CAPE TOWN (miningweekly.com) – President Cyril Ramaphosa on Tuesday challenged the mining industry to take ten value-adding steps to hoist the industry into a potent new orbit across the entire continent.
Addressing the Investing in African Mining Indaba, the president said he wished to issue a challenge against the background of government being prepared to listen to the needs of investors, business, labour and communities.
This follows Mineral Resources Minister Gwede Mantashe going to the mining industry, unions, communities and a range of people who gave him “wonderful ideas” during the process of developing the Mining Charter in a way that can build the economy of the country.
“This collaboration process means that we all have tasks and I would like to believe that in doing so, government has responsibility, as well as labour and communities,” Ramaphosa said.
The ten value-creating principles that mining companies have been challenged with are:
1. Mining companies should foster inclusive growth in the areas in which they operate. “Gone are the days when you can sink a shaft and remain oblivious to the people. Gone are the days when a mining company can just build a road and reticulate water just for itself. That is not inclusive growth. We now need to pay attention to these important principles. Those who do, are the most successful. We live in world when people don’t want things to happen around them without being engaged and heard.”
2. Companies should partner with local government to help them. “Local governments don’t have full capacity. Investments don’t happen in the Union Buildings or in Parliament but in local areas where local government resides and this is where mining companies should engage with local roleplayers in infrastucture, which must be coordinated to prevent operating at cross purposes. Sometimes it is a painful process but it is something that has to be done,” Ramaphosa said to applause.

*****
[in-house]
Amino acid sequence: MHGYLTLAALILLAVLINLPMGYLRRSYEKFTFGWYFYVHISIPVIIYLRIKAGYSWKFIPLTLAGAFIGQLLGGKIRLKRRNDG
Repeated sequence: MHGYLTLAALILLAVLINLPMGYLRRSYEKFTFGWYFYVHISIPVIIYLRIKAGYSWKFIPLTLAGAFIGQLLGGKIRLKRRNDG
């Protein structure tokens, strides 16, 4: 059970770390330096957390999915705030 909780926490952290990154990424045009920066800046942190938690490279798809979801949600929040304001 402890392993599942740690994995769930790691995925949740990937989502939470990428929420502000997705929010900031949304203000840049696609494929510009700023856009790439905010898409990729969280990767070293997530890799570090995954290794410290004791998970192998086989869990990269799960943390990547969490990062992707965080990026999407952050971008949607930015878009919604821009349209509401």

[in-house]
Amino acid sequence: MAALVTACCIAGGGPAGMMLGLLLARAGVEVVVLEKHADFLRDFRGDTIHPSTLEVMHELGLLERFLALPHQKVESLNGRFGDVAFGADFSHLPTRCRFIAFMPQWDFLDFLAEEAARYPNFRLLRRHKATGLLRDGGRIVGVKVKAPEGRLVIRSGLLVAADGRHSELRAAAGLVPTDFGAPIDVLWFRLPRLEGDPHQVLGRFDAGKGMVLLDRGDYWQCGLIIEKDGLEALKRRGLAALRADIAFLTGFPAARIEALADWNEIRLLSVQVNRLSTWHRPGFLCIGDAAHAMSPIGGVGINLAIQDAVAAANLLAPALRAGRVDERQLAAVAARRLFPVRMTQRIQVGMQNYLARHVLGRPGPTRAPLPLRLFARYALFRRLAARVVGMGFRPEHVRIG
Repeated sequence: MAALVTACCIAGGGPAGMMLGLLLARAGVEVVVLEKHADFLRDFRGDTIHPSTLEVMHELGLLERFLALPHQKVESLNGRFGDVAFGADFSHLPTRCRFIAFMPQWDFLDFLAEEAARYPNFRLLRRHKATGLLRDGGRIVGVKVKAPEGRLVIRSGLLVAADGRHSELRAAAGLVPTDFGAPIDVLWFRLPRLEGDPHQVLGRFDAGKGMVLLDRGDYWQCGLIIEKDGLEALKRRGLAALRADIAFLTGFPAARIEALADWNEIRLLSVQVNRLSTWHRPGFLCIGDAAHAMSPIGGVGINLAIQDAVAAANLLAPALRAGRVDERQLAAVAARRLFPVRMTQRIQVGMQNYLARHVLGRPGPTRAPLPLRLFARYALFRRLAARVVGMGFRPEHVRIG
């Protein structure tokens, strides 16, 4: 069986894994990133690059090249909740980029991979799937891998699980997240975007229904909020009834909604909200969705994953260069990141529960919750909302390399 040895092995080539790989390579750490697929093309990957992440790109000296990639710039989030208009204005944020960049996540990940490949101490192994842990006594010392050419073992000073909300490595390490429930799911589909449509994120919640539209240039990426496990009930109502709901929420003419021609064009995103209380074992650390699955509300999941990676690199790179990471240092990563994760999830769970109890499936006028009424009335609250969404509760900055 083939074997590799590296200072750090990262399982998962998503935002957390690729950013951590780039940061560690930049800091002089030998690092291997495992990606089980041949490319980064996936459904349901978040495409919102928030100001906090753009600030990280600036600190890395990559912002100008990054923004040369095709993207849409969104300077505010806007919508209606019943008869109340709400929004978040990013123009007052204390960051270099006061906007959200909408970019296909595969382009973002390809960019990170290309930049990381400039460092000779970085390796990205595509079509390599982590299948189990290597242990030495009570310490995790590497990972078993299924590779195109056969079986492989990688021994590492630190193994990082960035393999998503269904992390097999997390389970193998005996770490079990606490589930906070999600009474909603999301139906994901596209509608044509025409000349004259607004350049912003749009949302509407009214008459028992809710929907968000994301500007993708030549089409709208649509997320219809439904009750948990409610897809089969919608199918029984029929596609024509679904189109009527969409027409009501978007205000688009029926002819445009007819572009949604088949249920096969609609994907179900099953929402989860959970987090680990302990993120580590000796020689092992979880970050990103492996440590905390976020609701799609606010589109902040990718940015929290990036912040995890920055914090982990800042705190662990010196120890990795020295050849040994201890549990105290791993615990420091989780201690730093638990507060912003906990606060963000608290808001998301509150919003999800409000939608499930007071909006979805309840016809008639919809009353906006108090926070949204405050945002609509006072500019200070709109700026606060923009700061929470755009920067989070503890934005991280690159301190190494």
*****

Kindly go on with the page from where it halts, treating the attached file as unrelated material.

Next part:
3. Companies should invest in the living conditions of their workers by building decent houses. “This is important because it brings to an end the dehumanising migrant labour system, which belongs to the relics of apartheid. Companies need to pay attention to the living conditions of their workers. A number of companies are already offering wonderful solutions.”
4. Companies should invest in education and provide exposure to mining engineering and metallurgy. “I worked with the Prime Minister of Sweden dealing with the future of work and the need to reskill and upskill to manage the work transition from technology change and climate change.”
5. Companies should partner with training colleges to provide work experience to students and draw on well trained graduates. "I would like this to be treated very seriously."
6. Companies should embrace beneficiation and locate markets closer to the site of production. “Several are working with government to develop downstream industries. In the past two weeks, companies who used to see beneficiation as a swear word and say ‘we are miners’ are opening their minds to say ‘we can mine and also add value to it in situ’. Embrace beneficiation.”
7. Companies need to pay more attention to heath and safety and workers should not be exposed to harm.
8. Companies needs to provide internships to prepare South Africa’s youth for the world of work. “Quite often, mining companies are large and small companies can feed off them.”
9. Companies must create opportunities for young women.
10. Companies must have the courage to include workers in their shareholding and to bring them on to their boards. “I would like to encourage companies to have the bravery to do that. Those doing it should be applauded and emulated to ensure a sustainable industry that benefits all.”